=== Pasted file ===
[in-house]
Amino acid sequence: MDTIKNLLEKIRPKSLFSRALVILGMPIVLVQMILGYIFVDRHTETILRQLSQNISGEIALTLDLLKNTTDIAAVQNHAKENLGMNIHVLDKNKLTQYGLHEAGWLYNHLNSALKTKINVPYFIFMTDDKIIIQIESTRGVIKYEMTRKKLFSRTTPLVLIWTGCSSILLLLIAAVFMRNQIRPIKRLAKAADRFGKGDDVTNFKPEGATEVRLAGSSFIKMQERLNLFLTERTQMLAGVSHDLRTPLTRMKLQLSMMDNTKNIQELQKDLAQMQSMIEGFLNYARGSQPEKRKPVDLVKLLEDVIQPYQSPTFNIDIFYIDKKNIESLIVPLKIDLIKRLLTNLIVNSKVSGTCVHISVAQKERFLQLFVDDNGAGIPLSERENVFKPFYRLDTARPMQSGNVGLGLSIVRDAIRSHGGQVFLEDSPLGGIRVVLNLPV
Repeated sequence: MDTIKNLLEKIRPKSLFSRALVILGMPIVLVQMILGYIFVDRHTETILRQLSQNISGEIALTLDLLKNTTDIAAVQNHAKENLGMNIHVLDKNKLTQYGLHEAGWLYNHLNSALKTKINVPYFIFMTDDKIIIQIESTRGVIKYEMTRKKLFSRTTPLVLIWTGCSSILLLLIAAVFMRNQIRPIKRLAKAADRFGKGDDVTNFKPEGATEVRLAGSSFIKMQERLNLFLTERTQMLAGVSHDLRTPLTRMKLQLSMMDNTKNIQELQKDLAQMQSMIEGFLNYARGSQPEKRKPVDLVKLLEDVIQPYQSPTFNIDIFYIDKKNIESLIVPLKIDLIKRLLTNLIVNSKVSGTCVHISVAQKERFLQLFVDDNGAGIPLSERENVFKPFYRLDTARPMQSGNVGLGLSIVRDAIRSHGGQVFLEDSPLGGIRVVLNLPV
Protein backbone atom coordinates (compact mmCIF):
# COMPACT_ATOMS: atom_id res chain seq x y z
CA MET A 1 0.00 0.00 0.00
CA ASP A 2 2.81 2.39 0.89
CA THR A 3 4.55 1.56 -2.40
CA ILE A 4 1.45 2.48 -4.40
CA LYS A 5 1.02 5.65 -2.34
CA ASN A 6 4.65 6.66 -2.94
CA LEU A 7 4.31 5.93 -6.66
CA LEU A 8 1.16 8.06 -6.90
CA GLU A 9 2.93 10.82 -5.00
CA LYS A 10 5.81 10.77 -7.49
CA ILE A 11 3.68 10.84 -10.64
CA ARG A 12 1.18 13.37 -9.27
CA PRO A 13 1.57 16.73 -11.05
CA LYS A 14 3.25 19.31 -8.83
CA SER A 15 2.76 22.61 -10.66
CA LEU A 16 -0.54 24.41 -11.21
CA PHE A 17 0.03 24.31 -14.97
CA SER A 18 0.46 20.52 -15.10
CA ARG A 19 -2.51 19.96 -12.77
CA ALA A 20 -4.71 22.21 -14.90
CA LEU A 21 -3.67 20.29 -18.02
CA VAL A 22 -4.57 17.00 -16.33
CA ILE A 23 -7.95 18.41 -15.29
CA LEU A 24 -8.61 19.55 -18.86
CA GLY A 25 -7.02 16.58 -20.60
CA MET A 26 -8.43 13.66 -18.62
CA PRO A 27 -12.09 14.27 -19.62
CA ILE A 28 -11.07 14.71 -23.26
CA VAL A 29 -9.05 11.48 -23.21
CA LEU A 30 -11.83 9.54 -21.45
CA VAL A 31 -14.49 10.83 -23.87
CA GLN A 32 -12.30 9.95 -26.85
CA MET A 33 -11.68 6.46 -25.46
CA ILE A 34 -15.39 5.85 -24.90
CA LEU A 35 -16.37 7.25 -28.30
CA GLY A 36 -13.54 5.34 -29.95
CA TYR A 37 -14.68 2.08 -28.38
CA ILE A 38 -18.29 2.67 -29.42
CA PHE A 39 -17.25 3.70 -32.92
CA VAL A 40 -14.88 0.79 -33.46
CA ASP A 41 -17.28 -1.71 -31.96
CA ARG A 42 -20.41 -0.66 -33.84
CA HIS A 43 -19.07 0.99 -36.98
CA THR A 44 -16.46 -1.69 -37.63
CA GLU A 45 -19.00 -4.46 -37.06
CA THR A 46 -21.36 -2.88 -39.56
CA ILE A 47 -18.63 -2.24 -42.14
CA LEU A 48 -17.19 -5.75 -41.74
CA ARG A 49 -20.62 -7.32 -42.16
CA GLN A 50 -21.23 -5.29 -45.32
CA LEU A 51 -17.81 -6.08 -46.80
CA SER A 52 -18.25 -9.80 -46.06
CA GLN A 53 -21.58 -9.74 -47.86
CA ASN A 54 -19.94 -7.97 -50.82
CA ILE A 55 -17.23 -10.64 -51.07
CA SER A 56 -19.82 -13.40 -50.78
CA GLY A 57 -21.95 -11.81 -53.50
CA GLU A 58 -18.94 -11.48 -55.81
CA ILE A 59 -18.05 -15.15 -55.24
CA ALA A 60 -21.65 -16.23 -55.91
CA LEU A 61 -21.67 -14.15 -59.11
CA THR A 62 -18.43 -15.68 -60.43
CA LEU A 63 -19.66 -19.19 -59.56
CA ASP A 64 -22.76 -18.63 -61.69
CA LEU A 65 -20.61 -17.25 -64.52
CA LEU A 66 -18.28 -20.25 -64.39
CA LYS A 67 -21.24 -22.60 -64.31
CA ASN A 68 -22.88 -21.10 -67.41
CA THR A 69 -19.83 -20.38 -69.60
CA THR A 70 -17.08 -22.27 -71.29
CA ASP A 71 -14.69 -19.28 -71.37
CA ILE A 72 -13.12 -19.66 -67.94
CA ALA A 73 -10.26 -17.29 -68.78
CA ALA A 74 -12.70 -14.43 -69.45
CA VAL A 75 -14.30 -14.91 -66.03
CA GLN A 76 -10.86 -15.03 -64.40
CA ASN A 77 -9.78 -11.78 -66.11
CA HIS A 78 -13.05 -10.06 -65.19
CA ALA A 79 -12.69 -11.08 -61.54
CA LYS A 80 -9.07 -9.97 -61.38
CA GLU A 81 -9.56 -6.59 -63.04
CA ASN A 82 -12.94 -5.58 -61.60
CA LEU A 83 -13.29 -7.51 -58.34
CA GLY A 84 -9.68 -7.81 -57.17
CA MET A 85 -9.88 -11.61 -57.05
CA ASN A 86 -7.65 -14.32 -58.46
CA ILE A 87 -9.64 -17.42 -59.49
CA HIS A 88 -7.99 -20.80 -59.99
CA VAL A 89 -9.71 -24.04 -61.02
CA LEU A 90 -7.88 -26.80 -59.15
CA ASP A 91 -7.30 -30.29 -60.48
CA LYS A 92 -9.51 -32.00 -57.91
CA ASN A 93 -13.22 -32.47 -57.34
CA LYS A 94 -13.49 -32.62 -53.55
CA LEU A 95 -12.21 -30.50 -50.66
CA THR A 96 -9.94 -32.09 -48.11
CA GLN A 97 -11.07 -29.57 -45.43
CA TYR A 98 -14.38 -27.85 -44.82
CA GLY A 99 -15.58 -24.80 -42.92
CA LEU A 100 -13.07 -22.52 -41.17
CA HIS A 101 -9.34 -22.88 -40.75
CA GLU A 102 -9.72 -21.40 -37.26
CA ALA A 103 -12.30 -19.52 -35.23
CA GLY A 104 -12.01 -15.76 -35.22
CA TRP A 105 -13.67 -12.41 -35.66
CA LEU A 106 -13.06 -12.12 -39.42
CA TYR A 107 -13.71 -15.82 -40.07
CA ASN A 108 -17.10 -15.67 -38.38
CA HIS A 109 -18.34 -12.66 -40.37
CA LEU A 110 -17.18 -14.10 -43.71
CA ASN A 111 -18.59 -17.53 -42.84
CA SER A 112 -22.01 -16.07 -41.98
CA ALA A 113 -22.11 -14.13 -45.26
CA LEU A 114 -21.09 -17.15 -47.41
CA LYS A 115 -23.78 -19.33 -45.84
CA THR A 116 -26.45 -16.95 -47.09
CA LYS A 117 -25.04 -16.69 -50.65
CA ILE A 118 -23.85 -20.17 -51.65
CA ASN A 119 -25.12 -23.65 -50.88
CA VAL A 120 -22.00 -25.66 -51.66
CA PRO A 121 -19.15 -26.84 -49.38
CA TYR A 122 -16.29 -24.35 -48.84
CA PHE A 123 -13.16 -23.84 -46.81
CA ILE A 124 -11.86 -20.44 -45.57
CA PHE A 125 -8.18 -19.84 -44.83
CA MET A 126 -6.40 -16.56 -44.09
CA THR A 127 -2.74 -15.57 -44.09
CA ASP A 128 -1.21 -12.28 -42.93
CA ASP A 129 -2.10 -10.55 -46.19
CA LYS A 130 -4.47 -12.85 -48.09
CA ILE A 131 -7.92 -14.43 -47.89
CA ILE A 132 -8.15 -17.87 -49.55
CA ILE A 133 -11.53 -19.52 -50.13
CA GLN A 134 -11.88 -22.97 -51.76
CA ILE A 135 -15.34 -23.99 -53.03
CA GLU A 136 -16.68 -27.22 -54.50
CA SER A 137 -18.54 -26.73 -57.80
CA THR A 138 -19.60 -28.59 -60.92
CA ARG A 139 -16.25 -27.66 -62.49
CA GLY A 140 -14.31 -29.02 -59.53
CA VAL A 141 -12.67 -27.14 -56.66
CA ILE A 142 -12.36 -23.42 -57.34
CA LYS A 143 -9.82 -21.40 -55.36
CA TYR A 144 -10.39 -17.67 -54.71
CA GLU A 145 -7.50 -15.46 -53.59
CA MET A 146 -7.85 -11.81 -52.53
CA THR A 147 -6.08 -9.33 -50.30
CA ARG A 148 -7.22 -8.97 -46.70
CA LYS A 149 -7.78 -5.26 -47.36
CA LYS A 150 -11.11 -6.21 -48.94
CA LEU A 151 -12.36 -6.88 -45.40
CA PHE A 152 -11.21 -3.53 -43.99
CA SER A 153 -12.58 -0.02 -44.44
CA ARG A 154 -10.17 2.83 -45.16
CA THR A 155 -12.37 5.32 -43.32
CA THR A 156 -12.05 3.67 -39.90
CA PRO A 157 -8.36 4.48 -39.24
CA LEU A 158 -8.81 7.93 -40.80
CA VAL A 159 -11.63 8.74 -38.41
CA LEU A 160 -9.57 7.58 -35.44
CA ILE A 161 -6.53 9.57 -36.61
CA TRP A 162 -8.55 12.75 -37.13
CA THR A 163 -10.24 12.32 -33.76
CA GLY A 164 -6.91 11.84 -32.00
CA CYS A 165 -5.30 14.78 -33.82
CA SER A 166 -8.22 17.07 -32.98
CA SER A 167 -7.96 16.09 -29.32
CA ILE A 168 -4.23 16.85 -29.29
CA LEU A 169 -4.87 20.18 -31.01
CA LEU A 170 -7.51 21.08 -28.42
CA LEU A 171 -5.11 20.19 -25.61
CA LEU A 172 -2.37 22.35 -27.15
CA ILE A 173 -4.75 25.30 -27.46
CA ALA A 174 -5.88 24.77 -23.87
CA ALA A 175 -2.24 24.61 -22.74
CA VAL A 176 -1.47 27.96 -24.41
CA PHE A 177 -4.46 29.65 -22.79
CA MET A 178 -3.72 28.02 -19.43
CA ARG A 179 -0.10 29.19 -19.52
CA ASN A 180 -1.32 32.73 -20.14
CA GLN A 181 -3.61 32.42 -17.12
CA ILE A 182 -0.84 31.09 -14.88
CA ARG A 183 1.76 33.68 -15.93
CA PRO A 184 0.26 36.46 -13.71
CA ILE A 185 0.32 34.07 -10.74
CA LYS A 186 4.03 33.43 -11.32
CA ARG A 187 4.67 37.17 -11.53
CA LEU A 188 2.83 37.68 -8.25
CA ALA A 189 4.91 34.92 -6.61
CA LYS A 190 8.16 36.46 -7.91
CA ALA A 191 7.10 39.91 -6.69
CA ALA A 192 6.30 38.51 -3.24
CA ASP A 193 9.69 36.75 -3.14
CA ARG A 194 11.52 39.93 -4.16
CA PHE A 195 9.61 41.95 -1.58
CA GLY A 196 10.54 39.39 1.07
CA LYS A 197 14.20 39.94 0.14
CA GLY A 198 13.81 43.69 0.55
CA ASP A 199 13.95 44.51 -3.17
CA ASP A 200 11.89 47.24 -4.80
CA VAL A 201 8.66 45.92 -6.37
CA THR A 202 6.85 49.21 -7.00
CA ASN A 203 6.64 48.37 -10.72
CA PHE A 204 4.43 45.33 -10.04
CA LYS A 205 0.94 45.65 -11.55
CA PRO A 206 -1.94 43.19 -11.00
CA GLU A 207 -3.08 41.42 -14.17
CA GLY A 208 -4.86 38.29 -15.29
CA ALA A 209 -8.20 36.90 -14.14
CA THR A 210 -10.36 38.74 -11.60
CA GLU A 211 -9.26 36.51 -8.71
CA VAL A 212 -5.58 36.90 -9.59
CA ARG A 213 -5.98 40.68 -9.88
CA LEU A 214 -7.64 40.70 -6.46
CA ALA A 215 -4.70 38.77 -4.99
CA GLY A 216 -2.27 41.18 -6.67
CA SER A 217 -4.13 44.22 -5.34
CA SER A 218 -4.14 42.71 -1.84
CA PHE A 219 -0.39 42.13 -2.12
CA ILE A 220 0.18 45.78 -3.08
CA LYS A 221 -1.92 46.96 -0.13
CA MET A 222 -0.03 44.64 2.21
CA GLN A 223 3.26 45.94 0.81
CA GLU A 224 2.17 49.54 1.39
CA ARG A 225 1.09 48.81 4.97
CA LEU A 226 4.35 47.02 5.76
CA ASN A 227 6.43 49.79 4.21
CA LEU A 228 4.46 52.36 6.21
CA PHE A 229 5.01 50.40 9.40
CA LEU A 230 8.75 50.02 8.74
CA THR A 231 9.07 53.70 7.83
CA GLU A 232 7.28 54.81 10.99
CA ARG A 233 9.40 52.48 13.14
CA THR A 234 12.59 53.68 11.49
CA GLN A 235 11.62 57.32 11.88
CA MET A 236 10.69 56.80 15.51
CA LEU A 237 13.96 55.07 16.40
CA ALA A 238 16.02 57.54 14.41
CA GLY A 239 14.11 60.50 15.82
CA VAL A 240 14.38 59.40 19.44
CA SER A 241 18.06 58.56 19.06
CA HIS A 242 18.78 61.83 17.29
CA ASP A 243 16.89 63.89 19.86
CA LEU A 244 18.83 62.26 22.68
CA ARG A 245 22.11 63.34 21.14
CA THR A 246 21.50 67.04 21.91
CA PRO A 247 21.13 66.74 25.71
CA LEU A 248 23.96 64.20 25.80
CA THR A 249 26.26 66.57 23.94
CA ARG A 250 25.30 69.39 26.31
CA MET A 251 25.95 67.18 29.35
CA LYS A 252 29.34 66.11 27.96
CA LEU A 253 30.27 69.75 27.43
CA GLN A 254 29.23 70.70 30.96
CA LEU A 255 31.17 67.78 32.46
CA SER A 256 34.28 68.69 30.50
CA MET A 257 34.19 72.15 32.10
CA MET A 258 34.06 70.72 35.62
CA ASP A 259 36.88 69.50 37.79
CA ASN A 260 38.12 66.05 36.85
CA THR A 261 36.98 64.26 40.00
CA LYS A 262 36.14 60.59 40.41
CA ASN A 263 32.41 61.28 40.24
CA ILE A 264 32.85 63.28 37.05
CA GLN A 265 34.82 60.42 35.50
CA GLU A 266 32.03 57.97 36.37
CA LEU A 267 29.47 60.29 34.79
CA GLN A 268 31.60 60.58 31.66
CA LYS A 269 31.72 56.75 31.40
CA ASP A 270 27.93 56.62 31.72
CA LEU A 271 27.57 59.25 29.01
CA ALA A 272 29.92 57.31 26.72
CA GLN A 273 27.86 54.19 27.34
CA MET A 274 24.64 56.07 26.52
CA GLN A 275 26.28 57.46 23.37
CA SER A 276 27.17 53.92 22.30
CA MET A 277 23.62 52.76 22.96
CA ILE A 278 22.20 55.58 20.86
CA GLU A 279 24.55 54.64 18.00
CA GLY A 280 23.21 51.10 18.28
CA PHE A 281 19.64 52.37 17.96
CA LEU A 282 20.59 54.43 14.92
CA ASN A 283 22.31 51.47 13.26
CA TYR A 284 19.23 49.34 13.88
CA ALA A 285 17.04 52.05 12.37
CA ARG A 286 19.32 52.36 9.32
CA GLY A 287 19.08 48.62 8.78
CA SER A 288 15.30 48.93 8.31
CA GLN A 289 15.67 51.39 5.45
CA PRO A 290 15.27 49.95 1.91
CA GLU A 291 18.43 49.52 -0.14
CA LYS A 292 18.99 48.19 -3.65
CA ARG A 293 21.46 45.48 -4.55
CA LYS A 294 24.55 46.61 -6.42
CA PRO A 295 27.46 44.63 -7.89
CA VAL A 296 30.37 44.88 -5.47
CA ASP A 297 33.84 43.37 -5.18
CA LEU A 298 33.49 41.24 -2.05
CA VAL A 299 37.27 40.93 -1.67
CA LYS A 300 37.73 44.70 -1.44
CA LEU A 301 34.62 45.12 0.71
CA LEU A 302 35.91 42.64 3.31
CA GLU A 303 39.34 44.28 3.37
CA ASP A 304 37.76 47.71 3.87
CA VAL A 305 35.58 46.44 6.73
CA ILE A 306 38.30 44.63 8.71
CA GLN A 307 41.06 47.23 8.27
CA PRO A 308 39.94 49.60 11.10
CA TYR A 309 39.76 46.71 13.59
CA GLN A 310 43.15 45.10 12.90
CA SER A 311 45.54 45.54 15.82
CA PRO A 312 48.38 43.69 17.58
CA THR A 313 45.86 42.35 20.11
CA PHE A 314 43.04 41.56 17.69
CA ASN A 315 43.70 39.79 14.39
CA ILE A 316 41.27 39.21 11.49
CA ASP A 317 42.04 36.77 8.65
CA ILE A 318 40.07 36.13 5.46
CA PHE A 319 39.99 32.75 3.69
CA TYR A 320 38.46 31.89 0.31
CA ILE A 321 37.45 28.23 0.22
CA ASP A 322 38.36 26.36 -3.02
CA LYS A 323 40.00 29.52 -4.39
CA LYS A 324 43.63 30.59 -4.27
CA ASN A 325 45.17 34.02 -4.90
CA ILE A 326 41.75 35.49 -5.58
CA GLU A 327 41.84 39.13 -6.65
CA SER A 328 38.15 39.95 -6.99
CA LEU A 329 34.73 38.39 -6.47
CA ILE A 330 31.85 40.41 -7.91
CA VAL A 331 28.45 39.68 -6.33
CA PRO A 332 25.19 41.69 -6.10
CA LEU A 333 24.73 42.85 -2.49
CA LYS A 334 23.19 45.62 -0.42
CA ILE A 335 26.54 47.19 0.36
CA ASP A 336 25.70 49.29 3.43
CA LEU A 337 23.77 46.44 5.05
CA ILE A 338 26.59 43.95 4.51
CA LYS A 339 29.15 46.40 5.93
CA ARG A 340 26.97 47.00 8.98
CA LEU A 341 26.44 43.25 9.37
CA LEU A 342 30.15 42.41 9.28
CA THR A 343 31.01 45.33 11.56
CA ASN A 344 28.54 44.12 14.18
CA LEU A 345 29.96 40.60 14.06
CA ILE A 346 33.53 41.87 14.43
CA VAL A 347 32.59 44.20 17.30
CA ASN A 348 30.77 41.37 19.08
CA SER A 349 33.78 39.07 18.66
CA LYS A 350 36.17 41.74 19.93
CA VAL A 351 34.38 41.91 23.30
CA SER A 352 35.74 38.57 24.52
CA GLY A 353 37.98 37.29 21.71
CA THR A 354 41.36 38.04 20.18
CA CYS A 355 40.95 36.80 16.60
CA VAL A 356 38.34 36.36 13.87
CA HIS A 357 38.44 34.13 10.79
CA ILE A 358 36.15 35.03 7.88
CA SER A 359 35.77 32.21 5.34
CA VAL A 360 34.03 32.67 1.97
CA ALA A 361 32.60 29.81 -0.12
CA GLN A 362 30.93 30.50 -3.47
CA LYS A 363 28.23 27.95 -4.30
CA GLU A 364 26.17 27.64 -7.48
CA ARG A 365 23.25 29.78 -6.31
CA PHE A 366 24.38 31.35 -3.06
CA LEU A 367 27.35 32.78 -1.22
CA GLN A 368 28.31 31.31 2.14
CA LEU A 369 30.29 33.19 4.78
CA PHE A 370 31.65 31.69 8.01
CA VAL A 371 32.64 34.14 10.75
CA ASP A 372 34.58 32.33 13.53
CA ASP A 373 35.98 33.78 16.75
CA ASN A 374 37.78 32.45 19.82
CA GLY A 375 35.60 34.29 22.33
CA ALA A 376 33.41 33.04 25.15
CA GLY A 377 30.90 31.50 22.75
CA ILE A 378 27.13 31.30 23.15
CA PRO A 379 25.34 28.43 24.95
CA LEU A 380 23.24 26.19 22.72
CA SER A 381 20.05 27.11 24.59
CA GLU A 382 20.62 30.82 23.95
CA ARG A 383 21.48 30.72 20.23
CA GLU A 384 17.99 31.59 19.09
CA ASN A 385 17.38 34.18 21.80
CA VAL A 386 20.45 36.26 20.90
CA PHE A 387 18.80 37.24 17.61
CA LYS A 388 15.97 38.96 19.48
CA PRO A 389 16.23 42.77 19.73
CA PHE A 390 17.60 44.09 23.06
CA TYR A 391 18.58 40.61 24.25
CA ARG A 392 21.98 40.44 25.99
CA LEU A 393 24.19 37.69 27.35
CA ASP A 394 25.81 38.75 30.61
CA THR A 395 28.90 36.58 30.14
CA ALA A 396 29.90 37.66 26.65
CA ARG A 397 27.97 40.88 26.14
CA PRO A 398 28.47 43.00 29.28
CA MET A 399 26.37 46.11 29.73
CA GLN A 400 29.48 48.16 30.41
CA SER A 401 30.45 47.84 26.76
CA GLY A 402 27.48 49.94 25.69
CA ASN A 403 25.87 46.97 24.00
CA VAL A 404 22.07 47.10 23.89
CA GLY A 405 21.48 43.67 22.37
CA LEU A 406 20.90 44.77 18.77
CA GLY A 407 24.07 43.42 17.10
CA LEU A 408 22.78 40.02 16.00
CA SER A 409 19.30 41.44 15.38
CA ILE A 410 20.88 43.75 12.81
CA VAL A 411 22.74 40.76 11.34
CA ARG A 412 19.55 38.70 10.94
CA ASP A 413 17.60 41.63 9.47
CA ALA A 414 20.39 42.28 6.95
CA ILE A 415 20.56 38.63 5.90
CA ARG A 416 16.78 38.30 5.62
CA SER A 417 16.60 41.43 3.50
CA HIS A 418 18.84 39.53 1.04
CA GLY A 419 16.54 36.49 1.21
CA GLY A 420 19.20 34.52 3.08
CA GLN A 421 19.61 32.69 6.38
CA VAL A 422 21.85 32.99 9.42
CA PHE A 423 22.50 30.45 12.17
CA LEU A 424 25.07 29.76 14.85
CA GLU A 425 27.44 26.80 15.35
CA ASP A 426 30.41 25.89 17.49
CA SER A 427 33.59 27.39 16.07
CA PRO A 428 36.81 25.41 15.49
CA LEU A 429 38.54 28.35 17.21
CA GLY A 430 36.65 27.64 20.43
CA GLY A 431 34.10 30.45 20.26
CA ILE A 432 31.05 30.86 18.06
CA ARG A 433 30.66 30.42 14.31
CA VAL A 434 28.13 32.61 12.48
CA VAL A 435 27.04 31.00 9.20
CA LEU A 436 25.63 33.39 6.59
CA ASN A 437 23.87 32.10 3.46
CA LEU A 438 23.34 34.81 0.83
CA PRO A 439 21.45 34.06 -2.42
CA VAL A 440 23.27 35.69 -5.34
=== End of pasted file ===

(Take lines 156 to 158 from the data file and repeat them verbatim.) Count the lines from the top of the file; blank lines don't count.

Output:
CA LEU A 151 -12.36 -6.88 -45.40
CA PHE A 152 -11.21 -3.53 -43.99
CA SER A 153 -12.58 -0.02 -44.44